The New York Times and the Los Angeles Times lead with the House's passage of an $80 billion tax cut package which is unlikely to pass the Senate or be approved by President Clinton. The Washington Post runs the tax-cut story below the fold and leads instead with an extraordinary first-person epic that recounts a harrowing 500-mile trek through Taliban country.
The tax-cut measure, approved by a 229-195 vote, is opposed by most Democrats, who are concerned that it would cut into the surplus set aside for social security. "I insist that we reserve the entire surplus until we have seized this historic opportunity to save social security," President Clinton commented from California. The NYT and LAT, picking up on Republicans' arguments, detect possible hypocrisy in Clinton's position: the President has previously sought to dip into the budget surplus to fund, among other things, the peacekeeping mission in Bosnia, increased embassy security, and farm relief. House Speaker Newt Gingrich used the Saturday session to point out that Congress is working on real issues. "We are not in California on a fund-raiser," Gingrich pointedly remarked.
The WP's lead leaves the impression that the Afghan people resent many of the Taliban's practices, particularly the mandatory veils for women and the ban on music. Girls, officially forbidden to attend school, are often covertly educated at home by their parents. The article also showcases Afghanistan's devastation: Roads are still pockmarked with "jagged craters gouged by Russian bombs and anti-tank mines," and refugees from the Taliban's sweep struggle to survive in malaria-infested camps.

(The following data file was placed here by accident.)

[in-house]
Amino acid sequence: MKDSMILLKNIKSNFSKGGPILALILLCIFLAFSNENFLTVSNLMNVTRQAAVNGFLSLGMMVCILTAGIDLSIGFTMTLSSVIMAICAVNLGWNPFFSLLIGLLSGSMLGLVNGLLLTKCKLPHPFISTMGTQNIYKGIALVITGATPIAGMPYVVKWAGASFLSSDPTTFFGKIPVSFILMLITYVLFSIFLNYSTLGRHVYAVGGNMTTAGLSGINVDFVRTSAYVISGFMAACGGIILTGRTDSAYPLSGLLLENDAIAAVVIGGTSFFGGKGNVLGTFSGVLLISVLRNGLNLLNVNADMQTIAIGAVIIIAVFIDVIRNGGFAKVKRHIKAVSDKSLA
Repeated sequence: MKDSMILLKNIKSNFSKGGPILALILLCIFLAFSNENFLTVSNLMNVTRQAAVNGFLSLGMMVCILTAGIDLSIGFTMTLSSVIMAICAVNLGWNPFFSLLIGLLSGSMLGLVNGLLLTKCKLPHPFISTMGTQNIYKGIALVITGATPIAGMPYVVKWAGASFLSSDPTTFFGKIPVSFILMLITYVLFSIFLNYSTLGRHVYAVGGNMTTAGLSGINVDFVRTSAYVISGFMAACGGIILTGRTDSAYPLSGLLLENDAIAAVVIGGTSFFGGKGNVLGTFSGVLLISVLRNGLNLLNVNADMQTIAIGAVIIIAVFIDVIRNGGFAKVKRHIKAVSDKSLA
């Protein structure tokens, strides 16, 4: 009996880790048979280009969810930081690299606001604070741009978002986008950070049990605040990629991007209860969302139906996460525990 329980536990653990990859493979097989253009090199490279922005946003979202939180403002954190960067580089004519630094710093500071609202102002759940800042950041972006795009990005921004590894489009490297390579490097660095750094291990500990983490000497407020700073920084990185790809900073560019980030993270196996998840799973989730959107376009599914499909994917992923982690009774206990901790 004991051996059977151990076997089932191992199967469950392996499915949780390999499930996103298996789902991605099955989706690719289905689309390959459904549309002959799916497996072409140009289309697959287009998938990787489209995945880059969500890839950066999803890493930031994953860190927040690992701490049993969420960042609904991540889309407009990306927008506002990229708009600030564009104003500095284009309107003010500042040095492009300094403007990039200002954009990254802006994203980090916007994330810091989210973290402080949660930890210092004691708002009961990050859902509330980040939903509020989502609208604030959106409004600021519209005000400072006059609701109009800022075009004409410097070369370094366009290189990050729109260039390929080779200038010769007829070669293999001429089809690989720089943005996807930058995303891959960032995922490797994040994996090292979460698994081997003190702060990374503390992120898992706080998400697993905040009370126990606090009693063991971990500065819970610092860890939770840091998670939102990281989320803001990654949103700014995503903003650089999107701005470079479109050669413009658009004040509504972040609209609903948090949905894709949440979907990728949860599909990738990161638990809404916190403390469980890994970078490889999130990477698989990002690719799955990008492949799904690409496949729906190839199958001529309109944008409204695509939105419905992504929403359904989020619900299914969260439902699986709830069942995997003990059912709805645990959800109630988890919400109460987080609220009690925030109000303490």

The LAT front page carries a long historical narrative about the U.S.'s deliberations, in the early- to mid-1960s, over whether to bomb China to derail its development of nuclear weapons. The article's main source is newly released State Department documents about U.S. policy toward China under President Lyndon Johnson. Among other things, the piece says that President Johnson (and President Kennedy before him) sounded out the Soviet Union on heading off China's nuclear capabilities, but the Soviet Union flatly ignored the overtures. China tested its first nuclear bomb in 1964.
The NYT off-lead gives a gripping play-by-play drama of John Meriwether's fateful last few weeks and months. Meriwether is at the helm of the hedge fund Long-Term Capital Management LP, which was recently bailed out by a coterie of bankers and brokerage firms. Among other details the Times describes the tense atmosphere at the rescue board meeting in the Fed conference room, in which rival firms were persuaded to take highly unusual collective bailout action.
The NYT reports inside that seven southeastern Europe nations, including Italy, Greece, and Turkey, agreed Saturday to establish a multinational southeastern Europe defense force. This force, however, may be more symbolic of military partnership than effective in providing real military assistance to troubled areas such as Kosovo.
The op-ed columns do battle over the Third Way. "Hardly a week passes without a public figure in Britain, Germany, or the United States hailing the coming of the Third Way," laments Tony Judt in an NYT piece. Bingo, Tony! The op-ed page in today's WP "Outlook" features a piece by none other than British Prime Minister Tony Blair, entitled "Third Way, Better Way." Quick primer on the Third Way: Blair says it is a union of democratic socialism and liberalism ("Our approach is neither laissez-faire nor one of state interference"). Judt uncharitably likens it to vague triangulating, falling somewhere "between Communism and capitalism. TP leaves it to the reader to judge the victor.